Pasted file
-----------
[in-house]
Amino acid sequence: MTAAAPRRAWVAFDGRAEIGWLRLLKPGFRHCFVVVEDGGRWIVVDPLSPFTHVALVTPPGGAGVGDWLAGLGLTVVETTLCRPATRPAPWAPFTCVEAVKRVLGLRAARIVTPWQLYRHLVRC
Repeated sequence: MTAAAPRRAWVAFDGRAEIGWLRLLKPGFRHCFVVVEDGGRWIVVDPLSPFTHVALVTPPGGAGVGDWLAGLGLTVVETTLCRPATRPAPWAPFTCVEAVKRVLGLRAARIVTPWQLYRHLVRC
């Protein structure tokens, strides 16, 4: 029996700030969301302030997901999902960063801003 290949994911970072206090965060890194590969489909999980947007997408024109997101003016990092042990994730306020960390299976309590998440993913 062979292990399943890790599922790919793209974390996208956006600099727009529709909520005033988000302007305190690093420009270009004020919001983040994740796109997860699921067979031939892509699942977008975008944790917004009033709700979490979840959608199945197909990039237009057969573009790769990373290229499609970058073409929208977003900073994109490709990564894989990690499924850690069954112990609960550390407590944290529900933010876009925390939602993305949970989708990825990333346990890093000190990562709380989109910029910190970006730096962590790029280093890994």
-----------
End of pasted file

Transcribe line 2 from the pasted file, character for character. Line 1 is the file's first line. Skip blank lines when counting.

Amino acid sequence: MTAAAPRRAWVAFDGRAEIGWLRLLKPGFRHCFVVVEDGGRWIVVDPLSPFTHVALVTPPGGAGVGDWLAGLGLTVVETTLCRPATRPAPWAPFTCVEAVKRVLGLRAARIVTPWQLYRHLVRC